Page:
Anthrax is a disease caused by the bacterium Bacillus anthracis, which can infect the skin, lungs and gastrointestinal tract.
Anthrax is highly contagious and can be fatal.
Usually spread to humans from animals, particularly cattle, goats and sheep.
The bacteria are dormant (sleeping) can survive in soil and animal products (eg wool) for decades.
The infection usually enter through the skin, but can also come from contaminated meat or inhaling spores or bacteria.
Symptoms can appear within 12 hours - 5 days after exposure to the bacteria.
Skin infection begins as a red-brown lumps that swell with swelling around it. Bumps turn into blisters and harden, then break off and remove the center clear liquid and form a black scab.
nodes in the affected area may swell, and the patient felt unwell,
sometimes muscle pain, headache, fever, nausea and vomiting.
Pulmonary anthrax (woolsorter disease) caused by inhaling spores of anthrax bacteria.
Spores divide within the lymph nodes located near the lungs. Lymph nodes and then broken and bleeding, infection spread to nearby structures in the chest. In the lungs and in the cavity between the lung and chest wall buried in the infected fluid.
At first, symptoms are vague and resemble the flu. But later, the fever gets worse and occurs within a few days severe respiratory disorders, followed by shock and coma.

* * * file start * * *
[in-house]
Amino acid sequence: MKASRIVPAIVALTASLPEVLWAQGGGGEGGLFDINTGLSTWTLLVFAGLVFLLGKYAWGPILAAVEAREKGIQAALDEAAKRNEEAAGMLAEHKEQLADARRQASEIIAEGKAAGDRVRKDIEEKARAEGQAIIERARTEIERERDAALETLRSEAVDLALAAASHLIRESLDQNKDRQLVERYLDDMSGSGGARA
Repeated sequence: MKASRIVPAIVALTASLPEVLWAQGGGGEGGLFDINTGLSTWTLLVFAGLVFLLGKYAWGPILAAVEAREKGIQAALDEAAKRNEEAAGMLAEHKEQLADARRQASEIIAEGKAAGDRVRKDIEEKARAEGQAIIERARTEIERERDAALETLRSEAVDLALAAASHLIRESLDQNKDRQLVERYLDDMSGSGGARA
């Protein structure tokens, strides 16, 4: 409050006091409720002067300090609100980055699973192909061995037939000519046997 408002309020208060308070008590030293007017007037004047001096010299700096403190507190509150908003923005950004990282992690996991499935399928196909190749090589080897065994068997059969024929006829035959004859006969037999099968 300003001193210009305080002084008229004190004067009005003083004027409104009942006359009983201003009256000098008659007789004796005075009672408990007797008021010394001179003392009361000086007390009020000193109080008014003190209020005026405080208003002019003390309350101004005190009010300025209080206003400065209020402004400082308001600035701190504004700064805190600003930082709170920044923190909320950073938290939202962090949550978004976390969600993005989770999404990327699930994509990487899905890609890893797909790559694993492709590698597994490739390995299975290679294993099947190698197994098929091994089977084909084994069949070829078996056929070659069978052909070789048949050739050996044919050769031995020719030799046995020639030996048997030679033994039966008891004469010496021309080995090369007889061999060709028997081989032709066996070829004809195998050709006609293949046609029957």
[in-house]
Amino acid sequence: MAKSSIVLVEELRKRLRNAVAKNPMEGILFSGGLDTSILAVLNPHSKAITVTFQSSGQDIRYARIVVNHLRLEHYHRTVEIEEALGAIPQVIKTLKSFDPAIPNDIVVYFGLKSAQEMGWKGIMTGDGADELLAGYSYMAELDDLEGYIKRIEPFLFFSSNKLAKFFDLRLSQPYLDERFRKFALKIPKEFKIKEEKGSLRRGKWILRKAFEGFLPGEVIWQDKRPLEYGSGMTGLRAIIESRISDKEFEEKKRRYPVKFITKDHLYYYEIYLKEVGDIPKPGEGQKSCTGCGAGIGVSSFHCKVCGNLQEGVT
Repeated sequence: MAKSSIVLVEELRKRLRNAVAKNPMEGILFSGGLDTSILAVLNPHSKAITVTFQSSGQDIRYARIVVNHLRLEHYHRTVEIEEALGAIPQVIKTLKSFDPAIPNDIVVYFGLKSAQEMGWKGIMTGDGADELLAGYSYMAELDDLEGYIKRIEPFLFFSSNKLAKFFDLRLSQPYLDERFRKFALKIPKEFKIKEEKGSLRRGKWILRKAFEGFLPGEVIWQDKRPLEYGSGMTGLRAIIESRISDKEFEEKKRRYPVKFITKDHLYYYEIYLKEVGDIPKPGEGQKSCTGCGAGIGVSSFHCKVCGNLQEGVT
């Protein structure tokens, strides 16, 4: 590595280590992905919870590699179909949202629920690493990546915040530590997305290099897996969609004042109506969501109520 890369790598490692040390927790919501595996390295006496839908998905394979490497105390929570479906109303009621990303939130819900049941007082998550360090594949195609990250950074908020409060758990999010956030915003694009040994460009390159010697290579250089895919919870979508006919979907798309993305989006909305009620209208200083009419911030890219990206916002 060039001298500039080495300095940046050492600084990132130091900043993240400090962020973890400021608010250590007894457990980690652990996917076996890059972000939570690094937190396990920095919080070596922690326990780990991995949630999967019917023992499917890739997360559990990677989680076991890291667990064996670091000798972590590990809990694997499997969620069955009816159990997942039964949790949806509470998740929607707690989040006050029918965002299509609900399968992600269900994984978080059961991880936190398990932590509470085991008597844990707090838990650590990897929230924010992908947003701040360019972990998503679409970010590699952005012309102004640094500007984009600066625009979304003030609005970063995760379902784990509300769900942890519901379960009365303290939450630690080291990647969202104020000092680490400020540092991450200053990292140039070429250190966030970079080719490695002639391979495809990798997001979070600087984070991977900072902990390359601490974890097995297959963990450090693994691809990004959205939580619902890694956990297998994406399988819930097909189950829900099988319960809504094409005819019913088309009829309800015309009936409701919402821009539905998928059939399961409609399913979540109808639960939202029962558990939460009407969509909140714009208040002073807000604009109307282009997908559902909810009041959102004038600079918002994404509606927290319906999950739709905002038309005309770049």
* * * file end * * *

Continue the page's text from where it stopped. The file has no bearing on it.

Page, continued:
Also can an infection of the brain and the membranes (meningoencephalitis).
Even if given early treatment, the type of anthrax is almost always fatal.
Gastrointestinal anthrax is rare.
Bacteria can grow into the intestinal wall and releasing toxins that cause extensive bleeding and tissue death.
If it spreads to the bloodstream, the infection can be fatal.
Diagnosis based on symptoms, supported by a history of contact with animals.
diagnose an infection of the lung, sputum samples can be taken to be
cultured, but the lab is not always able to find a bacterial cause.
Skin infections are treated with injections of penicillin or tetracycline or erythromycin with per-oral route.
Lung infection were treated with intravenous penicillin.
Corticosteroids are used to reduce lung inflammation.
If treatment is delayed (usually because the diagnosis is uncertain), then the likely death will occur.
who have a high risk of contact with animals (eg veterinarians,
technicians and workers laboratoriuim textile mills that process animal
fur) can get vaccinated.